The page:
Kafka As Deterritorializing Stream Function

Sometimes he accompanied her on her errands in the city, where everything had to be carried out in the utmost hurry. Then she would almost run to the next subway station, Karl with her bag in his hand, the journey went by in a flash, as if the train were being carried away without any resistance, already they were getting off, clattering up the stairs instead of waiting for the elevator that was too slow for them, the large squares from which the streets flowed out in a starburst emerged and brought a tumult of streamed lines of traffic from all sides, but Karl and Therese hurried, tightly together, to the different offices, cleaners, warehouses and stores which weren’t easy to contact by telephone in order to make orders or complaints, generally trivial things.

– Kafka, Amerika, Hofman trans.

“No one is better than Kafka at differentiating the two axes of the assemblage and making them function together,” say Deleuze and Guattari, and though they are referring to the Czech writer, it applies quite well to the open source distributed message queue too, even though the quote was written thirty years before its invention. Kafka in either form effects both decoupling of components and a disintegration of content. Models, formats and codes are first broken down, then made available to be reassembled in other ways.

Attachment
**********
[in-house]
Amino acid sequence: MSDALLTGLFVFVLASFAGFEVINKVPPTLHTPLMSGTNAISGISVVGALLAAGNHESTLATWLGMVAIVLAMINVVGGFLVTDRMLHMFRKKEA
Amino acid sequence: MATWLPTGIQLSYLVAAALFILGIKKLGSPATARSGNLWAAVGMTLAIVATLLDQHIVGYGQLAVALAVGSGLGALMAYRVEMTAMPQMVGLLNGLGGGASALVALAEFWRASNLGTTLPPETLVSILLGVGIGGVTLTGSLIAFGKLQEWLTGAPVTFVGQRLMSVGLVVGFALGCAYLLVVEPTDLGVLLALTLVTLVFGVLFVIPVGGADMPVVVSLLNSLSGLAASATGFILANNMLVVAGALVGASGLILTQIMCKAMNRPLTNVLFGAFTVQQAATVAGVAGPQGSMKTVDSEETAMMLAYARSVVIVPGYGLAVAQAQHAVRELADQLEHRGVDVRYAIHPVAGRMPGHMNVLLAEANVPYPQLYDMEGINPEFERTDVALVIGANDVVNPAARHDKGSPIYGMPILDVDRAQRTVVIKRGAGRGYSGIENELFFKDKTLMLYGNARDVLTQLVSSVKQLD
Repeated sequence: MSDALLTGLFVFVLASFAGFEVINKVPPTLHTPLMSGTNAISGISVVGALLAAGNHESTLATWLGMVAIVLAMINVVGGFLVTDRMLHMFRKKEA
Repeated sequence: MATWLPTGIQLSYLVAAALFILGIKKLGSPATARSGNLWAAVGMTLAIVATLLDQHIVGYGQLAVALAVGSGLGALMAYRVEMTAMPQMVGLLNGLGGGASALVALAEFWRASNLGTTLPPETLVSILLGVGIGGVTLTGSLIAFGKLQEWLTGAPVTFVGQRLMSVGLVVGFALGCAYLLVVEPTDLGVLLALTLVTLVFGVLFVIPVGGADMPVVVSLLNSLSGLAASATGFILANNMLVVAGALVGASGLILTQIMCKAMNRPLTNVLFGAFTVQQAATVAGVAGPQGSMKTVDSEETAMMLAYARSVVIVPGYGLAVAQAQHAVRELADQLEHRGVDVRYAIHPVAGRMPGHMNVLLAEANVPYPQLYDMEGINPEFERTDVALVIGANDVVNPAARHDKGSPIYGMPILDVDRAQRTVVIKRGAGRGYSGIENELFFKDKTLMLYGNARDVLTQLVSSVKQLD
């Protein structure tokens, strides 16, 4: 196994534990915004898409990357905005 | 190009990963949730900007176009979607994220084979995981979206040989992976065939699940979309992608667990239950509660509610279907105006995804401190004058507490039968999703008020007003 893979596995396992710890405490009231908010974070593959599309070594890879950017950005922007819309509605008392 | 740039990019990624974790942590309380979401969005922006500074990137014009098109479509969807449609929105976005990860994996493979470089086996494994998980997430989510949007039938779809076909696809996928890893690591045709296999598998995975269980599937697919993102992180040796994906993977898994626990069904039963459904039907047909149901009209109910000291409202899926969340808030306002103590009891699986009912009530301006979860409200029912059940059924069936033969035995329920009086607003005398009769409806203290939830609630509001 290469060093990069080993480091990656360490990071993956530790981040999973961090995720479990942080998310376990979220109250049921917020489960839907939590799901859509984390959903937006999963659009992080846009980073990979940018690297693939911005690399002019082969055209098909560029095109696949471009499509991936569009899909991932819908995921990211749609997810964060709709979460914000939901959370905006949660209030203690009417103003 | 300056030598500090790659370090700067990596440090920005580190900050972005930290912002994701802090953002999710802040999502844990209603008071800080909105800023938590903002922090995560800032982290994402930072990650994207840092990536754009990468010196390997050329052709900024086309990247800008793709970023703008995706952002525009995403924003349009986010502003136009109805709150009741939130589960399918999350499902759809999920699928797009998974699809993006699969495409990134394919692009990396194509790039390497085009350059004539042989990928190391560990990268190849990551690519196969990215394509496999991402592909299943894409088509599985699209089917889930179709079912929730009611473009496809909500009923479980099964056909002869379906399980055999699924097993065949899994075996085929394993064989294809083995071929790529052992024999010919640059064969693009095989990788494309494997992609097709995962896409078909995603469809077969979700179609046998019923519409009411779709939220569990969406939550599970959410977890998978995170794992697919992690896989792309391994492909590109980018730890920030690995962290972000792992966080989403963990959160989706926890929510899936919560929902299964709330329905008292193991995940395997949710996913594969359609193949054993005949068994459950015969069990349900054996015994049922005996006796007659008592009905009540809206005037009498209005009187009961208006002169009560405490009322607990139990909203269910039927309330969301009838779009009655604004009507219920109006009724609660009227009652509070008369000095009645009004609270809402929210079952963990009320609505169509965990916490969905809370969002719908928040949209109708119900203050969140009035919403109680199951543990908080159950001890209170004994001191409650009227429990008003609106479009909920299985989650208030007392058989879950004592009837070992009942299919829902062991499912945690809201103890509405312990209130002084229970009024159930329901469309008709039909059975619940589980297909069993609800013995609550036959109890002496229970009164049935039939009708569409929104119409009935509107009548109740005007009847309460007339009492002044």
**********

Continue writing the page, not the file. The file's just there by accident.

I admit that when I first heard of it, naming an information processing system after a writer famous for depictions of absurd, violent and impenetrable bureaucracy did strike me as bold. It evokes The Departure (Der Aufbruch) as router documentation, or An Imperial Message (Eine kaiserliche Botschaft) as a Service Level Agreement. Perhaps we can think of the system developers as finally addressing Franz’s eloquent, frustrated, bug reports. Jay Kreps, the namer of Apache Kafka and one of the co-creators (with Narkhede and Rao), simply explains that he wanted his high performance message queue to be good at writing, so he named it after a favourite prolific writer. Fortunately complete publication and reading doesn’t also require the process dying of tuberculosis, followed by a decades-long legal case. Even if Kreps did have a deeper correspondence in mind, if I were forced to explain the name all the time, I might just smile and point at my Franz fridge magnet too.